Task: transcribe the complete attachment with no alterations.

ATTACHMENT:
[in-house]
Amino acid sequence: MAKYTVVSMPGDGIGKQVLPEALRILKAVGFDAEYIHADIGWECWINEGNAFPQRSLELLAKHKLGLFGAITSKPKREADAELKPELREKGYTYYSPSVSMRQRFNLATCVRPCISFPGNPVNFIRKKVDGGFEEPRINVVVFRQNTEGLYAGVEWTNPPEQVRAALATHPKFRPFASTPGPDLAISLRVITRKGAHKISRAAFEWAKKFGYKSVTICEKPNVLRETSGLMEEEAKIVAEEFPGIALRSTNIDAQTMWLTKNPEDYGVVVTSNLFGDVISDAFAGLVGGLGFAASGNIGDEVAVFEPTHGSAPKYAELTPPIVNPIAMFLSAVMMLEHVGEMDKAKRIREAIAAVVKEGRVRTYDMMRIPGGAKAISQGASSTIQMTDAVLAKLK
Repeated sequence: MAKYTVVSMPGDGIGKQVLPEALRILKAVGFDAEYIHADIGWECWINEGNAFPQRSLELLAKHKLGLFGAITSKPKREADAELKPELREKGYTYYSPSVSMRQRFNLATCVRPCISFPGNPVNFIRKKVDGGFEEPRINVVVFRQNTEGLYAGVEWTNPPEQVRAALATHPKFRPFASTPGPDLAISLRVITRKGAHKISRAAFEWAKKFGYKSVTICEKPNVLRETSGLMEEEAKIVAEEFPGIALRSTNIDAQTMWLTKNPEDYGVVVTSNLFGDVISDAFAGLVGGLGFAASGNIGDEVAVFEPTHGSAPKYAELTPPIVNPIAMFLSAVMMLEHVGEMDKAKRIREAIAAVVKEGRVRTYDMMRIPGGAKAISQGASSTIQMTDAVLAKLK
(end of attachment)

[in-house]
Amino acid sequence: MAKYTVVSMPGDGIGKQVLPEALRILKAVGFDAEYIHADIGWECWINEGNAFPQRSLELLAKHKLGLFGAITSKPKREADAELKPELREKGYTYYSPSVSMRQRFNLATCVRPCISFPGNPVNFIRKKVDGGFEEPRINVVVFRQNTEGLYAGVEWTNPPEQVRAALATHPKFRPFASTPGPDLAISLRVITRKGAHKISRAAFEWAKKFGYKSVTICEKPNVLRETSGLMEEEAKIVAEEFPGIALRSTNIDAQTMWLTKNPEDYGVVVTSNLFGDVISDAFAGLVGGLGFAASGNIGDEVAVFEPTHGSAPKYAELTPPIVNPIAMFLSAVMMLEHVGEMDKAKRIREAIAAVVKEGRVRTYDMMRIPGGAKAISQGASSTIQMTDAVLAKLK
Repeated sequence: MAKYTVVSMPGDGIGKQVLPEALRILKAVGFDAEYIHADIGWECWINEGNAFPQRSLELLAKHKLGLFGAITSKPKREADAELKPELREKGYTYYSPSVSMRQRFNLATCVRPCISFPGNPVNFIRKKVDGGFEEPRINVVVFRQNTEGLYAGVEWTNPPEQVRAALATHPKFRPFASTPGPDLAISLRVITRKGAHKISRAAFEWAKKFGYKSVTICEKPNVLRETSGLMEEEAKIVAEEFPGIALRSTNIDAQTMWLTKNPEDYGVVVTSNLFGDVISDAFAGLVGGLGFAASGNIGDEVAVFEPTHGSAPKYAELTPPIVNPIAMFLSAVMMLEHVGEMDKAKRIREAIAAVVKEGRVRTYDMMRIPGGAKAISQGASSTIQMTDAVLAKLK